The U.S. Army Corps of Engineers Los Angeles District is making higher-than-normal releases from Alamo Dam to bring the water surface elevation of Alamo Lake back to its target elevation, since an initial large inflow began March 13.
The Corps initiated higher releases March 17, beginning at a rate of 500 cubic feet per second.
A subsequent storm the following week caused the water surface elevation to rise, which is now at about 1,138 feet -- 13 feet over the target operating elevation of 1125 feet.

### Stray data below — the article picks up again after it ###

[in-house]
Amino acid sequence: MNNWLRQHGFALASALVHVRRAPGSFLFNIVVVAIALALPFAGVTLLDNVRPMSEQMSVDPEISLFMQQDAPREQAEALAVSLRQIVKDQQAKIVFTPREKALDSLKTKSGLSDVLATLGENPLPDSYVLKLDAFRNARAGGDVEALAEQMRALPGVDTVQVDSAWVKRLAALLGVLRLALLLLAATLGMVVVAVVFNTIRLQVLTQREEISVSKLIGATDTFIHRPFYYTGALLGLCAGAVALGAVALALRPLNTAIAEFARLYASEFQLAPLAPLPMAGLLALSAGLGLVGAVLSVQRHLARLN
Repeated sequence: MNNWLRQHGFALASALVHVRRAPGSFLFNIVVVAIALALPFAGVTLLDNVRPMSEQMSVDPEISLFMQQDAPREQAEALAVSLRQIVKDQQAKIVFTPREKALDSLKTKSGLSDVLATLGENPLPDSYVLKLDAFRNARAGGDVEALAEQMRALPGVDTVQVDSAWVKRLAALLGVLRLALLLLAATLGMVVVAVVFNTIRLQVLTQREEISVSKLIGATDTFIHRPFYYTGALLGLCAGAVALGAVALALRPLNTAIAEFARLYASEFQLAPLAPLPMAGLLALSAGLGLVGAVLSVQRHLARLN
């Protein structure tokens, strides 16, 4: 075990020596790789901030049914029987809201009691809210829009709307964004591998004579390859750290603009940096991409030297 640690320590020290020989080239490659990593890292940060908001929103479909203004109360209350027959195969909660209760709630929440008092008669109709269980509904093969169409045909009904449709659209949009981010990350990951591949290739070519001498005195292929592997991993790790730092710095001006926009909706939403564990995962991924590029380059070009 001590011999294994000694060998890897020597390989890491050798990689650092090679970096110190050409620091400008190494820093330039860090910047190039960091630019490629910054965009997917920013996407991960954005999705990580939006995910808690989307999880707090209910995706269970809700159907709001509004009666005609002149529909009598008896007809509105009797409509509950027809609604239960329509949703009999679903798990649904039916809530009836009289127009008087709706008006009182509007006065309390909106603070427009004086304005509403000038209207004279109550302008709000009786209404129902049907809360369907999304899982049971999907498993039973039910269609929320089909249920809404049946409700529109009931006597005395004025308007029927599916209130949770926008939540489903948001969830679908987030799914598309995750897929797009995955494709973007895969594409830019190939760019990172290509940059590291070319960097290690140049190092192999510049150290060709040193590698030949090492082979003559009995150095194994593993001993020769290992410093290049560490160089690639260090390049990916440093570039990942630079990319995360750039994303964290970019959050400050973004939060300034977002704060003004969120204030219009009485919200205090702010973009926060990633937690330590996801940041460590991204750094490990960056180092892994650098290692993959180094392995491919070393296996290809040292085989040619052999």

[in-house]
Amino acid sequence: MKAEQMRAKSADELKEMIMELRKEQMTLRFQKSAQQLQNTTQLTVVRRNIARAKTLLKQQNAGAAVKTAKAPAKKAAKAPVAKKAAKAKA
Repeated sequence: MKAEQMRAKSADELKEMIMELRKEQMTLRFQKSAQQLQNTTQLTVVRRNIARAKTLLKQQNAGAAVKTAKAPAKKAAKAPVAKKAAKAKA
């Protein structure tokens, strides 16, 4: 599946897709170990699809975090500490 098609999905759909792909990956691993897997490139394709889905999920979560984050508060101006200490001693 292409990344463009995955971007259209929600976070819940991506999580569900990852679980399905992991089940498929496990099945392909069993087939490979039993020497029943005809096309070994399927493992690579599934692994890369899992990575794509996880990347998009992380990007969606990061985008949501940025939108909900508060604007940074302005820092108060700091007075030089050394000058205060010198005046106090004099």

A higher release rate up to as much as 850 cubic feet per second has been coordinated with impacted downstream entities in an effort to draw the water surface down to the target elevation.
Higher than normal releases are expected to continue into mid-summer. Starting April 1, releases increased from 500 to 750 cubic feet per second. Releases of 750 cubic feet per second will continue for at least the next week.
As the water surface approaches its target elevation, base flow releases of 25 cubic feet per second will resume.
We will provide another notice prior to increasing the release above 750 cubic feet per second.
You can monitor lake elevation @ go.usa.gov/xE6kw and here.
Release no. 20-031